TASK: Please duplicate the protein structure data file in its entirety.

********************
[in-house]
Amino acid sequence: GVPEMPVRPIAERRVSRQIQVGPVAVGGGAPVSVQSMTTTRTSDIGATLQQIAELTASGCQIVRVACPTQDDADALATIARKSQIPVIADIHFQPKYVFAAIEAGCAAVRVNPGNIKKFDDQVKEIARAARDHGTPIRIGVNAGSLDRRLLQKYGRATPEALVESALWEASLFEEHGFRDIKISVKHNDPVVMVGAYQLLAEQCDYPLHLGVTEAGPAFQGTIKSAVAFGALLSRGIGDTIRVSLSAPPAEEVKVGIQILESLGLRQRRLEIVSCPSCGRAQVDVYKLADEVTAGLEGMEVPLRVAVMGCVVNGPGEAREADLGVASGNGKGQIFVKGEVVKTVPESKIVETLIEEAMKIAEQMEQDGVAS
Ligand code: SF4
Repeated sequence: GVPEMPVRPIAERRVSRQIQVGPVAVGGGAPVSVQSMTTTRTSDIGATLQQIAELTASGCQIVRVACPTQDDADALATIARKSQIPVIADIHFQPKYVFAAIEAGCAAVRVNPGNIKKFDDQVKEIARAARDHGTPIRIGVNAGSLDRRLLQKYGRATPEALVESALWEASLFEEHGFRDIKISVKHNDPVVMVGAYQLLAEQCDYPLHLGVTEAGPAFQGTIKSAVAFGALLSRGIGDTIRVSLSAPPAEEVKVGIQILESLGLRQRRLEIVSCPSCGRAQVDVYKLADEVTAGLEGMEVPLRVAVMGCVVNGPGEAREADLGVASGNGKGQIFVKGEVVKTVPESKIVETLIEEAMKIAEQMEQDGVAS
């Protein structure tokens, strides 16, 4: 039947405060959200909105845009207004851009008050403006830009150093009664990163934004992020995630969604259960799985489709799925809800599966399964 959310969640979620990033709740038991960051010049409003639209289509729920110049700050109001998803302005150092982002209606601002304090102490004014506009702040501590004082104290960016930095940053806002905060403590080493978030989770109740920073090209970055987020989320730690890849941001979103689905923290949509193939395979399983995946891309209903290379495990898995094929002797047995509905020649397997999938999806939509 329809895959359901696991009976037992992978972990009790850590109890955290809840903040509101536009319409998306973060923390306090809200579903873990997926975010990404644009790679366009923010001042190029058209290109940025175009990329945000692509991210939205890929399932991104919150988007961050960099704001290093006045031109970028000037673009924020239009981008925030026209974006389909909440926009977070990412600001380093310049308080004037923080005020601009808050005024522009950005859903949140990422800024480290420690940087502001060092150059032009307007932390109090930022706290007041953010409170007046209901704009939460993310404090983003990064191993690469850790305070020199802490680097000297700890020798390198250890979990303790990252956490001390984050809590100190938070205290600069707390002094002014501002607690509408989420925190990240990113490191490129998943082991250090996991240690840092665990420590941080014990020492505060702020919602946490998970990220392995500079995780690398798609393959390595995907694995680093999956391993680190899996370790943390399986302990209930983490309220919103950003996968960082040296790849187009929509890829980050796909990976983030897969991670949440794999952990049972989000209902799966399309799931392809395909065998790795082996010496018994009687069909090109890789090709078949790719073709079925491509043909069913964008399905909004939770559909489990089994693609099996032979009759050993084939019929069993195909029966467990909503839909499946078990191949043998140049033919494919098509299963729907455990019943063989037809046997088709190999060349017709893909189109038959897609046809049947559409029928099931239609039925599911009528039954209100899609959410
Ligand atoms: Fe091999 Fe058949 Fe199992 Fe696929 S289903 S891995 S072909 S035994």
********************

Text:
[in-house]
Amino acid sequence: GVPEMPVRPIAERRVSRQIQVGPVAVGGGAPVSVQSMTTTRTSDIGATLQQIAELTASGCQIVRVACPTQDDADALATIARKSQIPVIADIHFQPKYVFAAIEAGCAAVRVNPGNIKKFDDQVKEIARAARDHGTPIRIGVNAGSLDRRLLQKYGRATPEALVESALWEASLFEEHGFRDIKISVKHNDPVVMVGAYQLLAEQCDYPLHLGVTEAGPAFQGTIKSAVAFGALLSRGIGDTIRVSLSAPPAEEVKVGIQILESLGLRQRRLEIVSCPSCGRAQVDVYKLADEVTAGLEGMEVPLRVAVMGCVVNGPGEAREADLGVASGNGKGQIFVKGEVVKTVPESKIVETLIEEAMKIAEQMEQDGVAS
Ligand code: SF4
Repeated sequence: GVPEMPVRPIAERRVSRQIQVGPVAVGGGAPVSVQSMTTTRTSDIGATLQQIAELTASGCQIVRVACPTQDDADALATIARKSQIPVIADIHFQPKYVFAAIEAGCAAVRVNPGNIKKFDDQVKEIARAARDHGTPIRIGVNAGSLDRRLLQKYGRATPEALVESALWEASLFEEHGFRDIKISVKHNDPVVMVGAYQLLAEQCDYPLHLGVTEAGPAFQGTIKSAVAFGALLSRGIGDTIRVSLSAPPAEEVKVGIQILESLGLRQRRLEIVSCPSCGRAQVDVYKLADEVTAGLEGMEVPLRVAVMGCVVNGPGEAREADLGVASGNGKGQIFVKGEVVKTVPESKIVETLIEEAMKIAEQMEQDGVAS
């Protein structure tokens, strides 16, 4: 039947405060959200909105845009207004851009008050403006830009150093009664990163934004992020995630969604259960799985489709799925809800599966399964 959310969640979620990033709740038991960051010049409003639209289509729920110049700050109001998803302005150092982002209606601002304090102490004014506009702040501590004082104290960016930095940053806002905060403590080493978030989770109740920073090209970055987020989320730690890849941001979103689905923290949509193939395979399983995946891309209903290379495990898995094929002797047995509905020649397997999938999806939509 329809895959359901696991009976037992992978972990009790850590109890955290809840903040509101536009319409998306973060923390306090809200579903873990997926975010990404644009790679366009923010001042190029058209290109940025175009990329945000692509991210939205890929399932991104919150988007961050960099704001290093006045031109970028000037673009924020239009981008925030026209974006389909909440926009977070990412600001380093310049308080004037923080005020601009808050005024522009950005859903949140990422800024480290420690940087502001060092150059032009307007932390109090930022706290007041953010409170007046209901704009939460993310404090983003990064191993690469850790305070020199802490680097000297700890020798390198250890979990303790990252956490001390984050809590100190938070205290600069707390002094002014501002607690509408989420925190990240990113490191490129998943082991250090996991240690840092665990420590941080014990020492505060702020919602946490998970990220392995500079995780690398798609393959390595995907694995680093999956391993680190899996370790943390399986302990209930983490309220919103950003996968960082040296790849187009929509890829980050796909990976983030897969991670949440794999952990049972989000209902799966399309799931392809395909065998790795082996010496018994009687069909090109890789090709078949790719073709079925491509043909069913964008399905909004939770559909489990089994693609099996032979009759050993084939019929069993195909029966467990909503839909499946078990191949043998140049033919494919098509299963729907455990019943063989037809046997088709190999060349017709893909189109038959897609046809049947559409029928099931239609039925599911009528039954209100899609959410
Ligand atoms: Fe091999 Fe058949 Fe199992 Fe696929 S289903 S891995 S072909 S035994």